Violence is hardly new to Texas. The state’s most exalted heroes are martyrs or killers, usually both. Although the state missed out on the worst carnage of the Civil War, it has been playing catch-up ever since. Over the decades, Texas has witnessed terror attacks by the Ku Klux Klan, unrelenting campaigns against Indians, raids and counter-raids along the Mexican border, as well as individual violence aplenty. During Reconstruction, one of the state’s first serial killers, John Wesley Hardin, reportedly murdered more than twenty men—most of them “impudent negroes” and “Yankee soldiers”—before being locked up at the Walls.

Over the course of the twentieth century, tempers mellowed but only just. While many Americans remember the 1960s for the Summer of Love, Texans have to look back to John F. Kennedy’s assassination in Dallas and Charles Whitman’s shooting spree from the University of Texas clock tower, a stunt that inaugurated the all-American tradition of the mass school shooting. “Homicide in Texas has a long history,” begins a chronology of notable murders published in the Texas Monthly ‘s special crime issue. “From the slaying of La Salle [1687] to the killing of Madalyn Murray O’Hair [1995], we present a crash course in murder and mayhem.”

Even now, Texas atrocities make the news with dismaying regularity. Since 1990, the state has played host to a mass killing at Luby’s cafeteria in Killeen, an eyeball-excising serial killer in Dallas, the Branch Davidian conflagration in Waco, a shooting rampage at the Wedgwood Baptist Church in Fort Worth, and a multiple-child drowning in Houston. There was the case of John King, an ex-con and white-supremacist gang member, who together with two pals, abducted an African American man, chained him to the back of a truck, and dragged him to death along country roads, as well as that of Karla Faye Tucker, who murdered a young couple with a pickax and then became an international cause célèbre after her jail house conversion to Christianity.

Most of the prisoners I have come to know are serving long sentences for relatively pedestrian offenses—drug dealing, assault, and robbery—but a few of their rap sheets make even a jaded researcher wince. One fellow, a self-described “white country boy” who used to work as a hospital clerk, reportedly gunned down his father, stepmother, and stepbrother and then scattered hair and cigarette butts he had collected from black patients so as to pin the crime on “drug-crazed niggers.” One of my most faithful correspondents told me he had killed a 7-11 clerk back in 1971. It wasn’t until I rifled through old newspaper clippings that I learned he had also shot two schoolchildren and an eighty-six-year-old woman. Every state has its heinous criminals, of course, but Texas and other southern states—for a variety of historical, social, and cultural reasons—have more. Due largely to the legacy of slavery and its violent “code of honor,” argues Roger Lane, who has written extensively on the history of murder, “the South has led all sectors in violent behavior.” For “generations after the Civil War,” the states of the former Confederacy, sometimes joined by the frontier West, have served as “well-springs of American homicide.”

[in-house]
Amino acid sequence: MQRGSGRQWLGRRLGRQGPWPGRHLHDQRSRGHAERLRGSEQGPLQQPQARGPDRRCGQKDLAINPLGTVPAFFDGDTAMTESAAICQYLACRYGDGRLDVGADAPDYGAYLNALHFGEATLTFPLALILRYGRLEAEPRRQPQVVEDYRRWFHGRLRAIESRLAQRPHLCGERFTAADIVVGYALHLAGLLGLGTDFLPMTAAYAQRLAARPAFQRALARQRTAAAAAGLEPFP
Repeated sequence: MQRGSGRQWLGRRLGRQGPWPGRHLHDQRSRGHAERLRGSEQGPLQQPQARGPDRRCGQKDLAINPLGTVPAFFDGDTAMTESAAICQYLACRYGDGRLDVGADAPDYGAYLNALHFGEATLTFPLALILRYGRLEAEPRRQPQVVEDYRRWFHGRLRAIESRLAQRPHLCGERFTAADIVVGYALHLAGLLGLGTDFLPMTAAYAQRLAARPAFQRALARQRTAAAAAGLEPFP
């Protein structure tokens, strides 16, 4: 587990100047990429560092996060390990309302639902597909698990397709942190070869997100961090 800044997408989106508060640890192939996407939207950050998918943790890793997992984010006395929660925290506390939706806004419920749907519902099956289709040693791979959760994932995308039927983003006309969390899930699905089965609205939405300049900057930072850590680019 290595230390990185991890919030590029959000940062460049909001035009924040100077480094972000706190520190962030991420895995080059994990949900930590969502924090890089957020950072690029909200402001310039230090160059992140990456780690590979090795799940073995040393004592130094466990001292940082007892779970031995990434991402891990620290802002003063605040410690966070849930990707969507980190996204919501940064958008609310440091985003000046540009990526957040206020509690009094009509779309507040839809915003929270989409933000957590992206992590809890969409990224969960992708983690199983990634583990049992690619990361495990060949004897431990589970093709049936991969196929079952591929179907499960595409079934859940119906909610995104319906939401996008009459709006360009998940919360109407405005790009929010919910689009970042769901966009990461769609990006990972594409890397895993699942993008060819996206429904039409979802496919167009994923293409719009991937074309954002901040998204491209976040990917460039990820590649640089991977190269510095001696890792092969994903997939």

When lawmakers extend sentences or cut services for prisoners, they tend to think of criminals like these, “monsters” like Kenneth McDuff, who abducted and murdered women across Central Texas. Such “predators” have had a pronounced effect on public policy, but they do not accurately stand for the whole. They stalk our imaginations, but they don’t fill many of our prison beds. Of the roughly 169,000 persons confined in Texas prisons, some 90,000 of them are classified as nonviolent. This means that a majority have been sentenced for crimes that neither threatened nor caused bodily harm. Counterintuitively, it is this group, mainly due to the war on drugs, that has contributed most to the growth of imprisonment in Texas and the United States generally. Between 1985 and 1995, the incarceration rate for violent offenders increased by 86 percent, but the nonviolent rate soared by 478 percent.

Ironically, imprisonment rates have grown most aggressively among the groups we traditionally think of as most redeemable: low-level substance abusers, women, and juveniles. In Texas, 67 percent of all new inmates are sent to prison for nonviolent property or drug offenses. One of every three “catches the chain,” as inmates call the trip to TDCJ, not after being convicted of a new crime but for technical parole violation—infractions that might include failing a marijuana test or changing jobs without notifying a parole officer. “I saw probably more than ten thousand inmates a year who didn’t belong in prison,” says Richard Watkins, one of Texas’s first African American wardens and former chief of a large intake unit in Huntsville. “Most of the inmates we got had been convicted of drug crimes or property crimes to support a habit. What they needed was treatment.”

Texas still locks up plenty of violent offenders, of course, seventy-two thousand of them. But even this cohort is, in aggregate, less scary than most people think. This is partly because a wide variety of crimes qualify as violent. The classification includes homicide and pedophilia, to be sure, but also fighting, resisting arrest, or even illegal possession of pepper spray. In 2000, a Chicano teenager in Amarillo was convicted of assault and sentenced to five years in prison for throwing a nasty elbow during a high-school basketball game.

Moreover, because violent offenders tend to receive long sentences, many of them are serving time well beyond their predatory prime. Criminologists agree that the danger posed by violent felons peaks in the early twenties, declines through middle age, and bottoms out in the early fifties. In the age of “life without parole,” however, prison sentences stretch into the autumn years and beyond.